• The September Architecture Billings Index, from AIA, Washington, was 43.1, a slight increase from the 41.7 August number. However, the new-projects inquiry score was 59.1, the highest level since Sept. 2007. “The fact that inquires for new project are so high is an encouraging sign that we may be seeing new construction activity entering the design phase,” said AIA Chief Economist Kermit Baker, PhD, Hon. AIA. “But that optimism has to be tempered by the fact that the marketplace is so competitive that firms are broadening their search for new projects, thereby inflating the number of inquiries that they are reporting. However, some larger stimulus-funded building activity should be coming online over the next several months, partially offsetting the steep decline in private commercial construction.”
  • According to the Assn. of General Contractors of America, Arlington, VA, Sept. construction employment declined in all but one state, compared with 2008. The number of states gaining construction jobs, from Aug. to Sept. 2009, also declined after increasing in June and July. “While there’s little doubt construction employment would have been worse without the stimulus, there’s no question that the industry continues to shed jobs at an alarming rate,” said Ken Simonson, chief economist for the association. “The stimulus remains an important measure, but until private-sector demand for construction resumes, there’s little chance the current construction employment decline will turn around or even stop.”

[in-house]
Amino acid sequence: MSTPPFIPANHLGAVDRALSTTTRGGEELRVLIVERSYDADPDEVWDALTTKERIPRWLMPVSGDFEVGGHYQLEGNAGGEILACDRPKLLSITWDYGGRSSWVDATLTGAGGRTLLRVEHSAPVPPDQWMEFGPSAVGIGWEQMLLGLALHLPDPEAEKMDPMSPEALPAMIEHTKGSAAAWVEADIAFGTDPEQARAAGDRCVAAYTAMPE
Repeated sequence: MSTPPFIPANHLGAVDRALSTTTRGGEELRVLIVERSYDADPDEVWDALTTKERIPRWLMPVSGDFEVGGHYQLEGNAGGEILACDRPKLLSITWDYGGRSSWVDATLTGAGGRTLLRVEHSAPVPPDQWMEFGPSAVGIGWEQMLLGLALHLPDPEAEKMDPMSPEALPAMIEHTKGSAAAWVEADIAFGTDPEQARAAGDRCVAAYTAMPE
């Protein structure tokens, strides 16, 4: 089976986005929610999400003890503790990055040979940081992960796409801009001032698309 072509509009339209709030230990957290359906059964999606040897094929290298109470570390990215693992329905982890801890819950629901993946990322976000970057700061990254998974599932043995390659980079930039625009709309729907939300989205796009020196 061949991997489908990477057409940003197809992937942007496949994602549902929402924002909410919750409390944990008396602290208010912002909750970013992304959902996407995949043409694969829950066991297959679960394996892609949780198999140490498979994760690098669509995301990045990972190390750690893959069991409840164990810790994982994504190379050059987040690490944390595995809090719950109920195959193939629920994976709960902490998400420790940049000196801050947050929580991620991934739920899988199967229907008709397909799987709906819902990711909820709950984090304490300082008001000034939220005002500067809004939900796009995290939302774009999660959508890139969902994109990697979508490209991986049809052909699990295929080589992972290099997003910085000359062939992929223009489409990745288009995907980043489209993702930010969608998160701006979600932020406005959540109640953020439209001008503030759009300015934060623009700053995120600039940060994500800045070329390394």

• According to Reed Construction Data, Norcross, GA, the drop in construction materials prices is essentially over. Prices fell 7.5% from Sept. 2008 to August 2009, and prices have been essentially steady for the past three months. Prices are not expected to change in the next six months and, if they do, it will be with a slight upward trend. According to the report, “a slight upward trend in prices is expected through the winter because of expected international economic developments. Asian economies are recovering faster than the U.S. Chinese economic growth has already returned to about an 8% annual rate. This rising demand for construction commodities and manufactured materials will pressure U.S. construction materials prices up, in spite of the slack U.S. economy.”